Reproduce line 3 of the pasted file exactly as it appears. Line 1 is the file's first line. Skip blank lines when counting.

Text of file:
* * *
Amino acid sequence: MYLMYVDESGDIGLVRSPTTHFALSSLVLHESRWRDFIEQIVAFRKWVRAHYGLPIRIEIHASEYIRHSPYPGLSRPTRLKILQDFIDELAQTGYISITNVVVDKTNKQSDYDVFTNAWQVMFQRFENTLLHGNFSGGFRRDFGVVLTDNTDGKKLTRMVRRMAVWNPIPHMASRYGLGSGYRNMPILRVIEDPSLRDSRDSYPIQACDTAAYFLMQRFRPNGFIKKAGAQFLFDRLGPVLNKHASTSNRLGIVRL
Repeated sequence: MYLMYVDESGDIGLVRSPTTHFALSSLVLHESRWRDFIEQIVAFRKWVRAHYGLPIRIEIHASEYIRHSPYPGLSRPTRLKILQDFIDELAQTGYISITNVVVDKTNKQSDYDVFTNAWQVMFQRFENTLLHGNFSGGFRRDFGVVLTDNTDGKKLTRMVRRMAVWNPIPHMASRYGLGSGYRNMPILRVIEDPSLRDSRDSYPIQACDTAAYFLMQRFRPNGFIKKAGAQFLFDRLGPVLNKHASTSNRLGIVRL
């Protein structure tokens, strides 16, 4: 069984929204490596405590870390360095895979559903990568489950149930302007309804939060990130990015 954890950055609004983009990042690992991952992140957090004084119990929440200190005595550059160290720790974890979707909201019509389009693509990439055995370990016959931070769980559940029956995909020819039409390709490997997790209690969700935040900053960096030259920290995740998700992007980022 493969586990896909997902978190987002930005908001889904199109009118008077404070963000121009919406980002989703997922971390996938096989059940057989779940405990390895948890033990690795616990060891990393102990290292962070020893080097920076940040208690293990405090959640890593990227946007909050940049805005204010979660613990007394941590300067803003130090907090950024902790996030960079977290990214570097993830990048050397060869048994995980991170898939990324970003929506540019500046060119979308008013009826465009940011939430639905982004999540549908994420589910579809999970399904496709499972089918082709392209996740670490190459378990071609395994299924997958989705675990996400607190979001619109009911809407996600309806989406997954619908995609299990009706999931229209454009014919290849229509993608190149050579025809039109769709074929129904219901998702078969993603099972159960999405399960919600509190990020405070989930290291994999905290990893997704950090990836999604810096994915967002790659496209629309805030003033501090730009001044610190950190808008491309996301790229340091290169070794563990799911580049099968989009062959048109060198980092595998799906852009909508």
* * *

């Protein structure tokens, strides 16, 4: 069984929204490596405590870390360095895979559903990568489950149930302007309804939060990130990015 954890950055609004983009990042690992991952992140957090004084119990929440200190005595550059160290720790974890979707909201019509389009693509990439055995370990016959931070769980559940029956995909020819039409390709490997997790209690969700935040900053960096030259920290995740998700992007980022 493969586990896909997902978190987002930005908001889904199109009118008077404070963000121009919406980002989703997922971390996938096989059940057989779940405990390895948890033990690795616990060891990393102990290292962070020893080097920076940040208690293990405090959640890593990227946007909050940049805005204010979660613990007394941590300067803003130090907090950024902790996030960079977290990214570097993830990048050397060869048994995980991170898939990324970003929506540019500046060119979308008013009826465009940011939430639905982004999540549908994420589910579809999970399904496709499972089918082709392209996740670490190459378990071609395994299924997958989705675990996400607190979001619109009911809407996600309806989406997954619908995609299990009706999931229209454009014919290849229509993608190149050579025809039109769709074929129904219901998702078969993603099972159960999405399960919600509190990020405070989930290291994999905290990893997704950090990836999604810096994915967002790659496209629309805030003033501090730009001044610190950190808008491309996301790229340091290169070794563990799911580049099968989009062959048109060198980092595998799906852009909508």